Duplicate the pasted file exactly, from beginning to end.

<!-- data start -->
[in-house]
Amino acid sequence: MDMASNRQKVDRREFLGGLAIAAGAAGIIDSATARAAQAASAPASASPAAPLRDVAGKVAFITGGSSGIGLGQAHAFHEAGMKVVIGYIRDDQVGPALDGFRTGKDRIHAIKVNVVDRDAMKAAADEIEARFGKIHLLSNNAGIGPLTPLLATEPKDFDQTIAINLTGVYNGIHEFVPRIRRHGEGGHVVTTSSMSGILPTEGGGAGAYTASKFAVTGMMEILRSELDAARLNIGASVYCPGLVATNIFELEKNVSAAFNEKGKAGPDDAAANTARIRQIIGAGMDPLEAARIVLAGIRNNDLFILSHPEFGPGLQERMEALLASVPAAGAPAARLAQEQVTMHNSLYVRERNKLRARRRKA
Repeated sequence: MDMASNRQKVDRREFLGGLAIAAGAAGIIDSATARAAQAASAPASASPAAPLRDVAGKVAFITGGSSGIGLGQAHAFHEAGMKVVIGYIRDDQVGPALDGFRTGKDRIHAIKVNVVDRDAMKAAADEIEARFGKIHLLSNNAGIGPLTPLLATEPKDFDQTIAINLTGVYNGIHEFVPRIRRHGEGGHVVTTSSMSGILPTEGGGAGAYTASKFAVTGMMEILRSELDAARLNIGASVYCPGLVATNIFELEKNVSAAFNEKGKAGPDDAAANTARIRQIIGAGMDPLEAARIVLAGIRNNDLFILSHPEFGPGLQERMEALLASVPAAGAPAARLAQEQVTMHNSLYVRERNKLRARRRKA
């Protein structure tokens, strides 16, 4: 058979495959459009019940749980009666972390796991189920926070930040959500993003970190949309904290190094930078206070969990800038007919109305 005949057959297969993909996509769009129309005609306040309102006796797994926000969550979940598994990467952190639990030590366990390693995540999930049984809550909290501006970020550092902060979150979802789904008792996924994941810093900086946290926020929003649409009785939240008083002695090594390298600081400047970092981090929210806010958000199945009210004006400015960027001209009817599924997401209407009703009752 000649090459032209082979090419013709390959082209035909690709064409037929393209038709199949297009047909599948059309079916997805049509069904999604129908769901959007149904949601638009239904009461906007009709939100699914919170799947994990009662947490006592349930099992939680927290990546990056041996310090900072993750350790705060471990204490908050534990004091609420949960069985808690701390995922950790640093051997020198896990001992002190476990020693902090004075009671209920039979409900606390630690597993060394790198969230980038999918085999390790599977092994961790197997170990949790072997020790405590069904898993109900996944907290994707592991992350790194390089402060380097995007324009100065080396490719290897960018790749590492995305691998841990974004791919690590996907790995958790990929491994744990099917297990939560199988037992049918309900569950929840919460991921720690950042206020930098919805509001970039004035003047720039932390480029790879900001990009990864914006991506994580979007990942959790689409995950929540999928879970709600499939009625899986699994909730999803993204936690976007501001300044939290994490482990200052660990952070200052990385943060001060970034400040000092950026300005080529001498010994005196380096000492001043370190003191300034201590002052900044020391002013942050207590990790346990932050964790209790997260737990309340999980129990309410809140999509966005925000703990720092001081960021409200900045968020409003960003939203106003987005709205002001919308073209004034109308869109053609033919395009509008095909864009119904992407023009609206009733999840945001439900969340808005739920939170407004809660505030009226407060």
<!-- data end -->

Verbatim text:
[in-house]
Amino acid sequence: MDMASNRQKVDRREFLGGLAIAAGAAGIIDSATARAAQAASAPASASPAAPLRDVAGKVAFITGGSSGIGLGQAHAFHEAGMKVVIGYIRDDQVGPALDGFRTGKDRIHAIKVNVVDRDAMKAAADEIEARFGKIHLLSNNAGIGPLTPLLATEPKDFDQTIAINLTGVYNGIHEFVPRIRRHGEGGHVVTTSSMSGILPTEGGGAGAYTASKFAVTGMMEILRSELDAARLNIGASVYCPGLVATNIFELEKNVSAAFNEKGKAGPDDAAANTARIRQIIGAGMDPLEAARIVLAGIRNNDLFILSHPEFGPGLQERMEALLASVPAAGAPAARLAQEQVTMHNSLYVRERNKLRARRRKA
Repeated sequence: MDMASNRQKVDRREFLGGLAIAAGAAGIIDSATARAAQAASAPASASPAAPLRDVAGKVAFITGGSSGIGLGQAHAFHEAGMKVVIGYIRDDQVGPALDGFRTGKDRIHAIKVNVVDRDAMKAAADEIEARFGKIHLLSNNAGIGPLTPLLATEPKDFDQTIAINLTGVYNGIHEFVPRIRRHGEGGHVVTTSSMSGILPTEGGGAGAYTASKFAVTGMMEILRSELDAARLNIGASVYCPGLVATNIFELEKNVSAAFNEKGKAGPDDAAANTARIRQIIGAGMDPLEAARIVLAGIRNNDLFILSHPEFGPGLQERMEALLASVPAAGAPAARLAQEQVTMHNSLYVRERNKLRARRRKA
């Protein structure tokens, strides 16, 4: 058979495959459009019940749980009666972390796991189920926070930040959500993003970190949309904290190094930078206070969990800038007919109305 005949057959297969993909996509769009129309005609306040309102006796797994926000969550979940598994990467952190639990030590366990390693995540999930049984809550909290501006970020550092902060979150979802789904008792996924994941810093900086946290926020929003649409009785939240008083002695090594390298600081400047970092981090929210806010958000199945009210004006400015960027001209009817599924997401209407009703009752 000649090459032209082979090419013709390959082209035909690709064409037929393209038709199949297009047909599948059309079916997805049509069904999604129908769901959007149904949601638009239904009461906007009709939100699914919170799947994990009662947490006592349930099992939680927290990546990056041996310090900072993750350790705060471990204490908050534990004091609420949960069985808690701390995922950790640093051997020198896990001992002190476990020693902090004075009671209920039979409900606390630690597993060394790198969230980038999918085999390790599977092994961790197997170990949790072997020790405590069904898993109900996944907290994707592991992350790194390089402060380097995007324009100065080396490719290897960018790749590492995305691998841990974004791919690590996907790995958790990929491994744990099917297990939560199988037992049918309900569950929840919460991921720690950042206020930098919805509001970039004035003047720039932390480029790879900001990009990864914006991506994580979007990942959790689409995950929540999928879970709600499939009625899986699994909730999803993204936690976007501001300044939290994490482990200052660990952070200052990385943060001060970034400040000092950026300005080529001498010994005196380096000492001043370190003191300034201590002052900044020391002013942050207590990790346990932050964790209790997260737990309340999980129990309410809140999509966005925000703990720092001081960021409200900045968020409003960003939203106003987005709205002001919308073209004034109308869109053609033919395009509008095909864009119904992407023009609206009733999840945001439900969340808005739920939170407004809660505030009226407060």